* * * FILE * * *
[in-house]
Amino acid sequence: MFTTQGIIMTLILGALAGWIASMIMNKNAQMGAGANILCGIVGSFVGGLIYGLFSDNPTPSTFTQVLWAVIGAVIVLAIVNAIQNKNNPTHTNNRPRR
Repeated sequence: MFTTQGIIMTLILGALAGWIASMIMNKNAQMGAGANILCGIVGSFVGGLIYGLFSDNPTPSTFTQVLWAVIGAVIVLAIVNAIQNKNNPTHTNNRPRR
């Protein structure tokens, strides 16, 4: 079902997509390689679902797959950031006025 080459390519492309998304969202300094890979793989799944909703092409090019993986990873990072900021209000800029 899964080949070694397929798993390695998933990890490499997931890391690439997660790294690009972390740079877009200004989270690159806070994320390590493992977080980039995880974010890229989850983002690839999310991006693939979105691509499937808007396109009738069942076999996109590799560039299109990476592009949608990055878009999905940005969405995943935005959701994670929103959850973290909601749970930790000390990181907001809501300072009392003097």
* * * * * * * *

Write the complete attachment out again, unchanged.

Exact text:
[in-house]
Amino acid sequence: MFTTQGIIMTLILGALAGWIASMIMNKNAQMGAGANILCGIVGSFVGGLIYGLFSDNPTPSTFTQVLWAVIGAVIVLAIVNAIQNKNNPTHTNNRPRR
Repeated sequence: MFTTQGIIMTLILGALAGWIASMIMNKNAQMGAGANILCGIVGSFVGGLIYGLFSDNPTPSTFTQVLWAVIGAVIVLAIVNAIQNKNNPTHTNNRPRR
């Protein structure tokens, strides 16, 4: 079902997509390689679902797959950031006025 080459390519492309998304969202300094890979793989799944909703092409090019993986990873990072900021209000800029 899964080949070694397929798993390695998933990890490499997931890391690439997660790294690009972390740079877009200004989270690159806070994320390590493992977080980039995880974010890229989850983002690839999310991006693939979105691509499937808007396109009738069942076999996109590799560039299109990476592009949608990055878009999905940005969405995943935005959701994670929103959850973290909601749970930790000390990181907001809501300072009392003097």